Devices themselves, however, are not the culprit. It’s how and when they’re used by employees that create the productivity issues. Controlling such usage is not only difficult from an employer’s perspective but can be from an employee’s as well. Rules themselves can’t “force” an individual to limit device use, regain attentiveness and suddenly become a superhero. At the same time, employers cannot become enablers of addictive behaviors by ignoring uncensored or limitless device use during the workday. It’s a fine balance that must be addressed at the core.
It takes the human brain around 25 minutes to recover from an interruption before returning to the original task.
As Deep Work author Cal Newport reflects, “Bosses need to consider the balance between providing employees’ brains timely access to the right information” and “providing these brains the right conditions under which to process this information effectively.”
A New Solution Contextual Mobile Device Management (CMDM)
To provide the right conditions, organizations need to look deep within their culture to assess how they can effectively empower employees to perform at their fullest potential. There is a better way to battle the toll that device distractions take on productivity, when technology is used to solve the problems that it created.
This is where a new concept known as “Contextual Mobile Device Management (CMDM)” comes in. The theory behind CMDM is that companies can maximize the mobile device experience based on the zone where the employee is working – whether that’s traveling in the field, reporting to a job site, or sitting behind a desk at the office or in a meeting room. Likewise, these zones also exist in an employee’s personal life – at home after work, enjoying family time, vacationing, etc. Based on the zone, certain apps on an individual’s device are served up and made available depending on his or her unique situation, location and time.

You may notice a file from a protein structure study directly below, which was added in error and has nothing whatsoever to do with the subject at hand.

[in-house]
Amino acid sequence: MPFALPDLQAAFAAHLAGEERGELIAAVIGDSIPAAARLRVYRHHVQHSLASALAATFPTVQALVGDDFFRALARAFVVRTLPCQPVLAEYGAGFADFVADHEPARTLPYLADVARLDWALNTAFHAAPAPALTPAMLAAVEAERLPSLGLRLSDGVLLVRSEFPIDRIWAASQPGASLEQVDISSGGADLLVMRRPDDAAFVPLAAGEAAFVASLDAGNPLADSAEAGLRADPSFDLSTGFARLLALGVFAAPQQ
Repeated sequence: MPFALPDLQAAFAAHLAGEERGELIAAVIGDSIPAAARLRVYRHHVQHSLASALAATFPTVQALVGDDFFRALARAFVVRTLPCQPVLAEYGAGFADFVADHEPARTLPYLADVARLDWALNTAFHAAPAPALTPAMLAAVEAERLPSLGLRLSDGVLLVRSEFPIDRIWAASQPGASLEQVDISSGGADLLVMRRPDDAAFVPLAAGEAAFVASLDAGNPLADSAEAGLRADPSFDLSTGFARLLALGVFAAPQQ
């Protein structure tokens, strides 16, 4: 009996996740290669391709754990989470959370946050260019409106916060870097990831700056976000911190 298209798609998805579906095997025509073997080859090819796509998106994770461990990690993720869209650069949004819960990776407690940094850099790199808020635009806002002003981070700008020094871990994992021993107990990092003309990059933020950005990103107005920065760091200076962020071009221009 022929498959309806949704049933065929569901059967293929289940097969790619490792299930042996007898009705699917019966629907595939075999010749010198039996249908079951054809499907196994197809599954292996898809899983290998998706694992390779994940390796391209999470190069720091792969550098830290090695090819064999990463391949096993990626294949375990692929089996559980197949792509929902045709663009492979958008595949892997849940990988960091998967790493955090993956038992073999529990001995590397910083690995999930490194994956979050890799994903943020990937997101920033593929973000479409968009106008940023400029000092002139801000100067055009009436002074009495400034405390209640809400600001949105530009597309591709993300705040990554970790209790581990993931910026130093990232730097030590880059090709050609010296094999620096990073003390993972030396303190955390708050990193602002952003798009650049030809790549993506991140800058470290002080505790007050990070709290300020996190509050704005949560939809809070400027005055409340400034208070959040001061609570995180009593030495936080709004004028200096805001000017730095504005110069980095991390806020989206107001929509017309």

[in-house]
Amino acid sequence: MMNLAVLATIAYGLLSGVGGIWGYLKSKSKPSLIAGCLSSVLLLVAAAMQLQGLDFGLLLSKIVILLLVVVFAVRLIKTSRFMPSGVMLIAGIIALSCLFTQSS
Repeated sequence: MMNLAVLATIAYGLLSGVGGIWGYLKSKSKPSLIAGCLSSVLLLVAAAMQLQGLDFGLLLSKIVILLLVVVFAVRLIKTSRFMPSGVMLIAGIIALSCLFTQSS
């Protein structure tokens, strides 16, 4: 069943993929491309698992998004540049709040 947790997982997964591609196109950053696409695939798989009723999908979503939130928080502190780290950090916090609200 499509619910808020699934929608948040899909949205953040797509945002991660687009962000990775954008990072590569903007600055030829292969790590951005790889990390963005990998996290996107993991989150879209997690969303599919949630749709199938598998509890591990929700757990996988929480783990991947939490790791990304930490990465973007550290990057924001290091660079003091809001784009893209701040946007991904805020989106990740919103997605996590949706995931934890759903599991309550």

CMDM is not about controlling end user devices, but rather enabling employees to access particular apps at the right time in the right place. Alternatively, where there is a safety or privacy issue, specific apps are not made available in that given context – for example, in a Boardroom or R&D lab where proprietary information could be photographed or recorded. The bottom line is that CMDM controls when an employee can use what is installed on their device in an intelligent (contextual) way. Especially in BYOD workplaces, this allows employees to install whatever they want and use whatever network (internal, cellular, hot spot) they choose – all while their employer manages the content those employees can access in their work environment.
How CMDM works is pretty straight-forward. CMDM software resides on an employee’s mobile device, intelligently “follows” that individual and identifies the zone or environment where they are working based on contextual indicators. Once the context is identified, apps and functionality on that person’s device are temporarily activated or deactivated according to the employer’s mobile device usage policy to enable optimal engagement, safety and productivity in that specific setting. In the simplest of terms, certain apps or features work when they should and don’t when they shouldn’t. The employer and the worker always know that device usage is compliant with company policy.